Fishing industry heavyweights went head-to-head with some of their harshest critics in a panel discussion in Auckland last night.
It was organised by the Environmental Defence Society which has just published a book, Voices from the Sea, calling for a major overhaul of the quota management system.
Author Raewyn Peart said nothing short of a government inquiry would do.
She said the 30-year-old system was past its used by date and helping to facilitate over fishing because in many cases fishers had no idea what impact they were having on overall stocks.
"We're really ... managing in the dark and the reason we don't have the information we need is we're not actually investing in the science that is required to make informed management decisions about most of these stocks."
In one fishing area on the east coast of the upper North Island, she said stocks were so low that fishers were not able to catch the amount the quota management system entitled them to.
"The fishermen I talked to expressed a lot of concern about many of these [fish]. They were trying to catch them, they were valuable species, they had the Annual Catch Entitlement to cover it and they could not find the fish."
Auckland University Marine Science professor Andrew Jeffs said he did some digging after being told by a restaurant that its hāpuku was sustainably caught, and found a black hole as far as information on how healthy stocks of the fish were.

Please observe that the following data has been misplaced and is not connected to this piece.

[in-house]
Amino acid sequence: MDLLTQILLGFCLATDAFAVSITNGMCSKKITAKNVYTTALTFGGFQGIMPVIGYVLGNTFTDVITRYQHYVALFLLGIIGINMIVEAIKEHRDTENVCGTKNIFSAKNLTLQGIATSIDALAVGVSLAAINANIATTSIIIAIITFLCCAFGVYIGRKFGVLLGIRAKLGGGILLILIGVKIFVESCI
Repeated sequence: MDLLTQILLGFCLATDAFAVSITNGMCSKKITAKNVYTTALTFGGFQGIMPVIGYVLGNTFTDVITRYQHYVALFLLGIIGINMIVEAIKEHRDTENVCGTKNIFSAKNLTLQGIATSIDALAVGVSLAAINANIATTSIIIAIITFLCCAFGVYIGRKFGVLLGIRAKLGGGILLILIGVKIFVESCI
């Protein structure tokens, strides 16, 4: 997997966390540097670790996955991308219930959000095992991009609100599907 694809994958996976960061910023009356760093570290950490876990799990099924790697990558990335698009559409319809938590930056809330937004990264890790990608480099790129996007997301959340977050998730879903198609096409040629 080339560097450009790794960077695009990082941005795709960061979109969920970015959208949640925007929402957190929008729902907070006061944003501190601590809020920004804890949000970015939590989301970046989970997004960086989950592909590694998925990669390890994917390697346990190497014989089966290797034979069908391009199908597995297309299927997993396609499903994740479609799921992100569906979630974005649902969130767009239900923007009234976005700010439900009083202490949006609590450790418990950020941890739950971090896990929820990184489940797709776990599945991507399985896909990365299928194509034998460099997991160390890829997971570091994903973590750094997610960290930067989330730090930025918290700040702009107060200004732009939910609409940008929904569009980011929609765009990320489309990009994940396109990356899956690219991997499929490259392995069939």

"You look at the MPI assessment and there's nothing. There's growth rates from similar species in Argentina [but] we know nothing about the size of the population [here].
"And then I thought I might have a look at what the seabird catch is, and blow me down, the estimates are 200 birds a year, but that's pretty dodgy because there hasn't been any observers on the boats for at least eight years."
'We need to get on with it'
Prof Jeffs backed Ms Peart's call for an inquiry into the fisheries management.
"I ... then looked at what other species hadn't been assessed for many years and it's 263 stocks of fish in New Zealand which is 20 percent of the entire New Zealand fishery.
"Well, you know that's just not acceptable in this day and age. We need to get on with it."
Te Ohu Kaimoana represents Māori fishing quota owners who make up more than 30 percent of the industry.
Its chief executive, Dion Tuuta, denied there was a need for a full blown inquiry and criticised Ms Peart's book which he said relied on anecdotes from 60 people working in the sector.
"There's something like 16,000 people in the fishing industry ... so 60 people, it would be possible, would it not, to interview a different 60 people and get a different opinion based on their experience, which might be more positive."
Sanford holds 23 percent of the country's fishing quota, mostly on the high seas.
Its head, Volker Kuntzsch, told last night's audience there was no need to wait for an inquiry and that changes could be made now to improve the way smaller inshore fishers were operating.
"Why don't we look at those stocks out there that actually perform really well and I think in most cases those would be ones that are far offshore and there is only one or two players, and learn from that and apply that to what we do on the inshore."
Mr Kuntsch said all of his boats had cameras on board making sure his crews were complying with the rules and he would support the same for inshore vessels.
The government is reviewing whether to make them mandatory for the entire fleet.